COVID-19 IMPACT: April Home Sales In Metro Vancouver Lowest Since 1982


VANCOUVER – Everything ground to a halt in April because of COVID-19, and so did Metro Vancouver’s real estate market. There were 1,109 homes sold in the region last month, the lowest April sales totals since 1982.

“For the whole month of April I got one phone call,” said Vancouver realtor David Hutchinson, who has five active listings. “People are on the sidelines a lot more. They’re watching the news, they don’t know what to do. So basically everything is standby mode. They’re just waiting to see what happens.”

And its not just buyers who are taking a wait-and-see approach. Sellers are few and far between. There were 2,313 properties newly listed for sale in Metro Vancouver in April. That’s a 59.7 per cent decrease compared to April 2019, and a 47.9 per cent decrease compared to March 2020.

“Sellers are far more cautious than buyers right now, because sellers have more to lose, ‘cause its their home,” said Vancouver agent Keith Roy. But he did find a buyer for one of his clients.

After reducing the price just over seven per cent, Roy got four offers on a home on Southwest Marine Drive during the last week of April. It’s under contract with condition removal expected in mid-May.

“I cant imagine a circumstance where the May stats are worse than the April stats,” said Roy. “We’re feeling a sense of return to activity, people are going outside again, clicks on my listings are up.”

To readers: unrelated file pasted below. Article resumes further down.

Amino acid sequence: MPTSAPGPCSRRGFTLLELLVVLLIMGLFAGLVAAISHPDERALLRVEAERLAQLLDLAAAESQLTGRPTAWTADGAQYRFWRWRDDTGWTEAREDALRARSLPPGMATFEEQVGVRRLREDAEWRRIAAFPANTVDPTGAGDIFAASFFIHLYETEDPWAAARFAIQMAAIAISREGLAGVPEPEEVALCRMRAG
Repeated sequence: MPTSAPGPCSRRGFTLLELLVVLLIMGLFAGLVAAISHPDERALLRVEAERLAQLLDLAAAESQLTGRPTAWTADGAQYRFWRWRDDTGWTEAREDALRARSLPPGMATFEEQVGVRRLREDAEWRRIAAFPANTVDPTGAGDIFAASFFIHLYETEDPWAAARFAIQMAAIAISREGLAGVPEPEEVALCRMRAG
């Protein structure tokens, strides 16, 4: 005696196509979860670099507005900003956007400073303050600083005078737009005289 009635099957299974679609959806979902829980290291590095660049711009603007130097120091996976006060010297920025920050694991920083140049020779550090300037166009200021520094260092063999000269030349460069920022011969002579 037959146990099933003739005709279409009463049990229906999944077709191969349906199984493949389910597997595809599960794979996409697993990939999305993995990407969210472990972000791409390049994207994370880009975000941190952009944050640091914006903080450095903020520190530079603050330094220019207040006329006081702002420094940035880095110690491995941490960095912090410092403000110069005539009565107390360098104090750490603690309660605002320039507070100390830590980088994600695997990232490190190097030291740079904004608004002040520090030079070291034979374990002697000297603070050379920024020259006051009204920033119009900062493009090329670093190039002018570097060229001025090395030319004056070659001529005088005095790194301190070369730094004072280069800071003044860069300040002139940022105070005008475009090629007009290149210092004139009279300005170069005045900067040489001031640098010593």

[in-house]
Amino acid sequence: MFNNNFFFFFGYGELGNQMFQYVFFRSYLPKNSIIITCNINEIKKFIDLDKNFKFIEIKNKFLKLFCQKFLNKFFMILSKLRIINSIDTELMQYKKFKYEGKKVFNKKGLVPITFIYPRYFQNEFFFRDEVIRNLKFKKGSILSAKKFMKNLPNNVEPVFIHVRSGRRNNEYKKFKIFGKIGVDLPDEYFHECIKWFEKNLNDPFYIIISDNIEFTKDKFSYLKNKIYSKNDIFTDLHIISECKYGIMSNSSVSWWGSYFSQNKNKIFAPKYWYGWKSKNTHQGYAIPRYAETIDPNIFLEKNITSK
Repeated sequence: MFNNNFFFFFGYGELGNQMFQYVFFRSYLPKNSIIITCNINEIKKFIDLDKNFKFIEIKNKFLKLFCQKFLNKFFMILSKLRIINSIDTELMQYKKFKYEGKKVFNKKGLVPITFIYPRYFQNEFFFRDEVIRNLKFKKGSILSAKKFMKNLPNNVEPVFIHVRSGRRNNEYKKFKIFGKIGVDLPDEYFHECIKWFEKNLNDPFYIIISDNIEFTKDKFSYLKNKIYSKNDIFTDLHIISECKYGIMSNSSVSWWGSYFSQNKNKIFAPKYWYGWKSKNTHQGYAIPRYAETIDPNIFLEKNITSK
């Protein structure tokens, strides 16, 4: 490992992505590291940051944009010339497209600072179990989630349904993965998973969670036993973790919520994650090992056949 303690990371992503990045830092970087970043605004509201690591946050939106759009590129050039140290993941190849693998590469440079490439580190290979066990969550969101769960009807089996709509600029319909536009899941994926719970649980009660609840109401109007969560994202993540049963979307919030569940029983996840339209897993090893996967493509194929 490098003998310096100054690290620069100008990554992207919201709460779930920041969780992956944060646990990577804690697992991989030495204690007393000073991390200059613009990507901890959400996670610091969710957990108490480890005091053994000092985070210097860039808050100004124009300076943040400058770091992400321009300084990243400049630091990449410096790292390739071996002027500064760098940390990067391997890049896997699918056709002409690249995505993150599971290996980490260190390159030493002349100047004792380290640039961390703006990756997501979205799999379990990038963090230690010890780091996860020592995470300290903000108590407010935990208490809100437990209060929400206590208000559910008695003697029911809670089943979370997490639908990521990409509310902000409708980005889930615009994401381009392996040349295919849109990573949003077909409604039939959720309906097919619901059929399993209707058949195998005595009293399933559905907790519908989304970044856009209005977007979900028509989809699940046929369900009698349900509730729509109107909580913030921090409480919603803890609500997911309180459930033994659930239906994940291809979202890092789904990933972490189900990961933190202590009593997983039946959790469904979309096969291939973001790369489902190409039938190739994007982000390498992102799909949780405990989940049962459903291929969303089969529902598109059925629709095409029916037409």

Hutchinson is still waiting for nibbles on his properties. He thinks buyers are waiting for a deal. “May is going to be an interesting month, we know April sales completely dropped off but prices remained firm. What I’m wondering is if in May we see prices drop off,” he said. “If you have a seller who needs to sell, you’re gonna have to reduce the price to get that motivated buyer in.“

Roy believes thats likely to happen in the short term, saying “H=homes that were listed pre-COVID seem to have reductions in the market of  eight to 10 percent to get activity on them.”

As for long term sales numbers and prices in the time of COVID? “It’s a big question mark,” said Hutchinson. “It’s uncharted territory completely. No one really knows what’s gonna happen.”